I’ve been visiting business schools that have recently completed new buildings to find out what they learned from the process, what is working, and what they would change if they had that opportunity. I’ve gone to the University of Washington, William and Mary, Georgetown University, the University of Utah, and the University of Minnesota. I also traveled with our architects to the University of Pennsylvania Wharton School last week where their building, Huntsman Hall, is already 10 years old. We did so because we have a special connection to that top-rated school because of our namesake Jon M. Huntsman and because we thought it would be interesting to get their insight 10 years after their building was constructed.
In each case I was welcomed and given the VIP tour. My hosts were always very open and willing to share with me what they learned from their building experiences.
Another reason I traveled was because I was looking for examples of things that I want to see in our own building. If I tell the architect that I want our building to have an “open feel” and that helps “build a sense of community within the school,” what does that mean? Visiting other schools helps me see exactly what we need and allows the opportunity to point to an example of what we could create. I also hoped to discover new ideas and gain insight I would never be able to get browsing through pictures on the internet.
|Here is an example of a tiered - or "case-study" classroom|
at the Wharton School. It is the best-designed case-study
classroom I have seen. The chairs even swivel 360 degrees.
1) One school has three rooms set aside for visiting executives and another had interview rooms just for recruiters. One facility even had a lounge for the more than 160 recruiters that visit the school each year.
2) One school had two interview rooms that were equipped so that Skype interviews could be conducted.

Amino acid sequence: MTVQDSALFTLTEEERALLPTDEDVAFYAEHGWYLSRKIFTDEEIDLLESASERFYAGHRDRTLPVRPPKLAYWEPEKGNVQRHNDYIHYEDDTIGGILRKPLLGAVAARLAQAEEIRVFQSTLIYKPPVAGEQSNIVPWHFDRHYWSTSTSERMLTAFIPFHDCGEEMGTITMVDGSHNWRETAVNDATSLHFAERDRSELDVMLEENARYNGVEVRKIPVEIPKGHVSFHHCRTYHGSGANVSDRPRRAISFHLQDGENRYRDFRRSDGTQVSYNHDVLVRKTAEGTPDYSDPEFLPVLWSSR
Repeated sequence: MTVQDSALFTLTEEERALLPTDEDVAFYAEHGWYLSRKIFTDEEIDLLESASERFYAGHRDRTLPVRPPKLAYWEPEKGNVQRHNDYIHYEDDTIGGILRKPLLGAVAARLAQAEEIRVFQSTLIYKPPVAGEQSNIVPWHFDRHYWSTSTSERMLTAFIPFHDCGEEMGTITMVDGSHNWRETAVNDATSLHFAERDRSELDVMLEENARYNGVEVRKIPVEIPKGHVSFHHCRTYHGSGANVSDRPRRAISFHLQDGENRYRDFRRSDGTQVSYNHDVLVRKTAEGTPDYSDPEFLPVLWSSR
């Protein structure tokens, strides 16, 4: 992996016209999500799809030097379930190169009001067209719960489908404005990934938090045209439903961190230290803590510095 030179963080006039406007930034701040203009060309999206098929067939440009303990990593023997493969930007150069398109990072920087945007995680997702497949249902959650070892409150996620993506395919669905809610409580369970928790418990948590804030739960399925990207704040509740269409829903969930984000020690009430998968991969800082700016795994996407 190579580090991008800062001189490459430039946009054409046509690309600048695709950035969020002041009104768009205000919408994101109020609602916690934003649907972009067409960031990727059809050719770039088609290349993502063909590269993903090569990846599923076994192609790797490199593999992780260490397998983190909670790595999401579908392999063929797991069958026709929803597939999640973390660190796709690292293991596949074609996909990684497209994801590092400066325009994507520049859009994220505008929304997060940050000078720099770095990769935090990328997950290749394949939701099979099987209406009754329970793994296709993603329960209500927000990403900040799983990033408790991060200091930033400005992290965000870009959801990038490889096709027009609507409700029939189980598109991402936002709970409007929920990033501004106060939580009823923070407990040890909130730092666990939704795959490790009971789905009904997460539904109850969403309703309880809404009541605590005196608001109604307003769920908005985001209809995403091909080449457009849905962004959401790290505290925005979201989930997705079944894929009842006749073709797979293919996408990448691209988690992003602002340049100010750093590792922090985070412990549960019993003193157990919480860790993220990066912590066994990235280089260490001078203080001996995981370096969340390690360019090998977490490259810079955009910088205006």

3) One building featured floors that looked like they were made of marble. They were really just stained concrete, a nice artistic touch that made the building look distinctive.
4) In many cases, the student-related program offices were all located in prime areas on the main floor of the building or “beachfront property” as they called it.
5) Every school I visited said they wished they had designed more meeting spaces for students. I consider that important information to know.
6) One school set aside space for future growth that could eventually be converted into offices, staff areas or a program office.
7) I saw lots of examples that show how a design can make great use of natural light, giving classrooms windows and all offices windows to the outside or a very open building interior.
8) One building discovered a problem after the construction was done. The doors had no windows. This means people are often opening the doors just to find out if a class is in session. Another made sure the doors entering the classrooms were at the back of the room so that latecomers wouldn’t disturb the entire class.
9) Some meeting rooms are adjacent to classrooms, making it easier for professors to send students into breakout sessions.
I was warned that once we have our building completed that we’d need to budget time to give visitors from other schools tours of our own building. If we build it, they will come, I was told. The help we have received has been invaluable. I’m looking forward to paying it forward.
- Ken Snyder